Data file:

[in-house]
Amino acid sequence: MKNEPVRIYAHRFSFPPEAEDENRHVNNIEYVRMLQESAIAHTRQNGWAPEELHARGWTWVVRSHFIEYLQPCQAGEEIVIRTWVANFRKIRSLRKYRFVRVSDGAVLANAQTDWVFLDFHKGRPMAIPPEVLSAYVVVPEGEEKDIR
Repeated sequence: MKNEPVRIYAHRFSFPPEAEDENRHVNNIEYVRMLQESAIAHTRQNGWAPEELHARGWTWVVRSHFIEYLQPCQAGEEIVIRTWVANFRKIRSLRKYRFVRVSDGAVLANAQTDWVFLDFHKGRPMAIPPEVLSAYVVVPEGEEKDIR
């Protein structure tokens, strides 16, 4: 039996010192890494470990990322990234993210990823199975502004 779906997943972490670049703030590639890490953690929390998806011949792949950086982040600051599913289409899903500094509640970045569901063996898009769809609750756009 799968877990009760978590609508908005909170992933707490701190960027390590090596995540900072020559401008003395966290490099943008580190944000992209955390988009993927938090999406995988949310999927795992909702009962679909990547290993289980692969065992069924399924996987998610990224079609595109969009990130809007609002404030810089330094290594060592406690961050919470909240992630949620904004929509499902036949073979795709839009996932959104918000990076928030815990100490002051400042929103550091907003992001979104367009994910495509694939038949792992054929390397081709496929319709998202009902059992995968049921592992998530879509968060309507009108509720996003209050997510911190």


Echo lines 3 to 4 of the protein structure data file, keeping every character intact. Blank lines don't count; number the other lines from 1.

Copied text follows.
Repeated sequence: MKNEPVRIYAHRFSFPPEAEDENRHVNNIEYVRMLQESAIAHTRQNGWAPEELHARGWTWVVRSHFIEYLQPCQAGEEIVIRTWVANFRKIRSLRKYRFVRVSDGAVLANAQTDWVFLDFHKGRPMAIPPEVLSAYVVVPEGEEKDIR
């Protein structure tokens, strides 16, 4: 039996010192890494470990990322990234993210990823199975502004 779906997943972490670049703030590639890490953690929390998806011949792949950086982040600051599913289409899903500094509640970045569901063996898009769809609750756009 799968877990009760978590609508908005909170992933707490701190960027390590090596995540900072020559401008003395966290490099943008580190944000992209955390988009993927938090999406995988949310999927795992909702009962679909990547290993289980692969065992069924399924996987998610990224079609595109969009990130809007609002404030810089330094290594060592406690961050919470909240992630949620904004929509499902036949073979795709839009996932959104918000990076928030815990100490002051400042929103550091907003992001979104367009994910495509694939038949792992054929390397081709496929319709998202009902059992995968049921592992998530879509968060309507009108509720996003209050997510911190």